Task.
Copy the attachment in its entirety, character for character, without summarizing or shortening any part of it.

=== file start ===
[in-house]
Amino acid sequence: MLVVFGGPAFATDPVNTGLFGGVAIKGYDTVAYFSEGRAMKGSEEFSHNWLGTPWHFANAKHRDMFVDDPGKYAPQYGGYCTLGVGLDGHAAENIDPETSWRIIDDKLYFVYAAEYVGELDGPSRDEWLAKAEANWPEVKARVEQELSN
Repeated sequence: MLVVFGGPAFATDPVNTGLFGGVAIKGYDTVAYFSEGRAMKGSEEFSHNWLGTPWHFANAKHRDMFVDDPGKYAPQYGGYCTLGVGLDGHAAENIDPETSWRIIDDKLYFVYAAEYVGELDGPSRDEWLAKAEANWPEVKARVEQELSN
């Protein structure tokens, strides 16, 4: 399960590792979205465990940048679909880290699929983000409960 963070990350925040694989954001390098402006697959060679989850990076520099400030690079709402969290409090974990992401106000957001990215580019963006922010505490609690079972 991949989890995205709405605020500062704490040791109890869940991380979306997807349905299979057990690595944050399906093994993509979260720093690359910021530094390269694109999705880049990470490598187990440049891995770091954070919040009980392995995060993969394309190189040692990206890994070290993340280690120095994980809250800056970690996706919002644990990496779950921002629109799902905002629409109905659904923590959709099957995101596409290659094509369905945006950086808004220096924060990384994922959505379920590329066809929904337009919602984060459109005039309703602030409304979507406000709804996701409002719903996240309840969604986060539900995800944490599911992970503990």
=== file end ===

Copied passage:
[in-house]
Amino acid sequence: MLVVFGGPAFATDPVNTGLFGGVAIKGYDTVAYFSEGRAMKGSEEFSHNWLGTPWHFANAKHRDMFVDDPGKYAPQYGGYCTLGVGLDGHAAENIDPETSWRIIDDKLYFVYAAEYVGELDGPSRDEWLAKAEANWPEVKARVEQELSN
Repeated sequence: MLVVFGGPAFATDPVNTGLFGGVAIKGYDTVAYFSEGRAMKGSEEFSHNWLGTPWHFANAKHRDMFVDDPGKYAPQYGGYCTLGVGLDGHAAENIDPETSWRIIDDKLYFVYAAEYVGELDGPSRDEWLAKAEANWPEVKARVEQELSN
């Protein structure tokens, strides 16, 4: 399960590792979205465990940048679909880290699929983000409960 963070990350925040694989954001390098402006697959060679989850990076520099400030690079709402969290409090974990992401106000957001990215580019963006922010505490609690079972 991949989890995205709405605020500062704490040791109890869940991380979306997807349905299979057990690595944050399906093994993509979260720093690359910021530094390269694109999705880049990470490598187990440049891995770091954070919040009980392995995060993969394309190189040692990206890994070290993340280690120095994980809250800056970690996706919002644990990496779950921002629109799902905002629409109905659904923590959709099957995101596409290659094509369905945006950086808004220096924060990384994922959505379920590329066809929904337009919602984060459109005039309703602030409304979507406000709804996701409002719903996240309840969604986060539900995800944490599911992970503990």